If we were to go back and examine what the rest of society was doing when the Tablighi Jamaat was congregating in Delhi in the second week of March, and after, it will offer a peek into our collective delusions.
In Punjab, a Sikh preacher, Baldev Singh, did not follow self-quarantine after returning from Italy and attended the large Sikh festival of Hola Mohalla from March 11-13. This was attended by tens of thousands of people. He later died from coronavirus and infected 19 of his relatives. Because of him, 40,000 people had to be quarantined.
We did not hear any news anchors shrieking about the Sikh community deliberately trying to spread COVID-19 to the rest of India, and small mercies for that.
Hindu pilgrims were visiting the various temples which were open, including the most important ones, which attracts lakhs of numbers.
Shirdi Saibaba Temple was open till March 17. Vaishno Devi Yatra was suspended on March 18. But 400 pilgrims are still stuck at the shrine, and the Jammu and Kashmir high court directed on March 30 that they should not have to vacate their hotels.
And Tirupati Tirumala Temple closed on March 20 only after the detection of a suspected COVID case.
If the Tablighi Jamaat was grossly irresponsible, what were our “responsible” leaders and governments doing?
On March 10, the BJP chief of West Bengal addressed a puja in a temple. What did he say there? “The entire world is scared of the coronavirus and millions are staying at home… And look what is happening here… Thousands of people have come out to offer puja. They are drinking water and using the same hands to have the prasad… Nothing will happen, they have the blessings of the almighty.”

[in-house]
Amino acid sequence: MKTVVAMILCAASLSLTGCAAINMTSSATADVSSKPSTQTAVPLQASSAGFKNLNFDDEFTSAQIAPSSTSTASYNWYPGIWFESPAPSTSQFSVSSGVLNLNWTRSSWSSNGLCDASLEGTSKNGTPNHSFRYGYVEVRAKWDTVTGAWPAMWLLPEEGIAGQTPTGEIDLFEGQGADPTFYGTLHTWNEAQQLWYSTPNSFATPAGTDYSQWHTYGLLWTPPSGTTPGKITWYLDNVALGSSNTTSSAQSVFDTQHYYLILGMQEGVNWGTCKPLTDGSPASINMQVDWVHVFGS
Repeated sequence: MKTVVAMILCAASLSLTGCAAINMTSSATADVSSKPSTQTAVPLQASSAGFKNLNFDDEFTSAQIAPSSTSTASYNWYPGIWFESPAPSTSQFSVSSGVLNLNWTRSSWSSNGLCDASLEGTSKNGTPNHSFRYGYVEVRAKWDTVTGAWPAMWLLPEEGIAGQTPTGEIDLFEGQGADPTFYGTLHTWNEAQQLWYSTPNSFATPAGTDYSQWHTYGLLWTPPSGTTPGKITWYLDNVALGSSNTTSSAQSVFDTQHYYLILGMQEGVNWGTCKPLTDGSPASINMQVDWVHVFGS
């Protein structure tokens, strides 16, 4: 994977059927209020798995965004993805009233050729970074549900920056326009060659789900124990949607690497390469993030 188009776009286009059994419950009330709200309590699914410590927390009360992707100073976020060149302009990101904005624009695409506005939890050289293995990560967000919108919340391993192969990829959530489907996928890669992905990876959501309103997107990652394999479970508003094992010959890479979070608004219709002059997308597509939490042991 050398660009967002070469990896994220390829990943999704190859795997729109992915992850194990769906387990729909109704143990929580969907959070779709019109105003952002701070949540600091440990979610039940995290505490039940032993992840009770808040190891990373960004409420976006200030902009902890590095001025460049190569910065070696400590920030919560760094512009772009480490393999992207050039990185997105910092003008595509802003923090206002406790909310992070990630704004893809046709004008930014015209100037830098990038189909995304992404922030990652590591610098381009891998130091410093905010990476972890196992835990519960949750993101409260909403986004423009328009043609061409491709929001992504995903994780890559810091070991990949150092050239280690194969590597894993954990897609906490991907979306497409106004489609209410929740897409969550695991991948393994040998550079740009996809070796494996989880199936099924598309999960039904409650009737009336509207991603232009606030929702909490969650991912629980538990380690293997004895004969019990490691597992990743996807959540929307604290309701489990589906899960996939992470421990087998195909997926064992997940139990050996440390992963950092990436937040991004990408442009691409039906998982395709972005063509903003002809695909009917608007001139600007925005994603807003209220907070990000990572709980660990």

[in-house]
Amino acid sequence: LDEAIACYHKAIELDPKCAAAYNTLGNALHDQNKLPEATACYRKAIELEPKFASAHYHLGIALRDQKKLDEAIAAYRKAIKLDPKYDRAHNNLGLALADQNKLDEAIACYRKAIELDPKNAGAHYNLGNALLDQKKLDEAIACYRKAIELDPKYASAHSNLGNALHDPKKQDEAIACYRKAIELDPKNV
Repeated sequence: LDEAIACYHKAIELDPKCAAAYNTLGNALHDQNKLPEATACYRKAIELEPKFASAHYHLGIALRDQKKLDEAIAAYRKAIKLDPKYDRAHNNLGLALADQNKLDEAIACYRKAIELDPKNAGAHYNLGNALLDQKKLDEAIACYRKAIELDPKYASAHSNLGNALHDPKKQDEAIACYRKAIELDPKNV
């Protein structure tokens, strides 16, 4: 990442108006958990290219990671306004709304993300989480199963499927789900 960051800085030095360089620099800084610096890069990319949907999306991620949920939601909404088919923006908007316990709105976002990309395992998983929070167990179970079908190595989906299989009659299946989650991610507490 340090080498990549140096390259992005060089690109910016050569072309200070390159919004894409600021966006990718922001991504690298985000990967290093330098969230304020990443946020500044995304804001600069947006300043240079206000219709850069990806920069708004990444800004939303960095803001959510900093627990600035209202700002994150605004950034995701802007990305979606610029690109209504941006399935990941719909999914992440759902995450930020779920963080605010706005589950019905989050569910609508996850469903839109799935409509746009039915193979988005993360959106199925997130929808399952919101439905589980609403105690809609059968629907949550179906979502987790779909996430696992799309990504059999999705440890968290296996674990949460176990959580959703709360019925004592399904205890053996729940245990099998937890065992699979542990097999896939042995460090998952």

On March 15, BJP chief minister of Karnataka, B.S. Yediyurappa, despite his own government advising that gatherings over 100 people should be avoided, attended a wedding with over 3,000 guests!
On March 18, the president of India hosted a breakfast for MPs with no physical distancing followed, and later even had to undergo testing for COVID-19.
Until March 19, the Ram Navami celebrations in Ayodhya were going ahead as planned before. I quote a report from Republic TV (the most trusted news source for the “nationalists”):
“Even as coronavirus cases in the country has risen up to 169, the district administration in Uttar Pradesh’s Ayodhya is gearing up to hold mega Ram Navami mela (fair). The mela, draws lakhs of pilgrims from across the country, will be held from 25 March to 2 April. This comes amid concerns expressed by many including the chief medical officer of Ayodhya about the health risk posed by a large congregation of 10 lakh devotees.”
Reacting to the concerns of the chief medical officer, Ayodhya MLA Ved Gupta, said, “We can’t stop the devotees. They would be advised to wear masks and maintain a distance while conducting rituals.”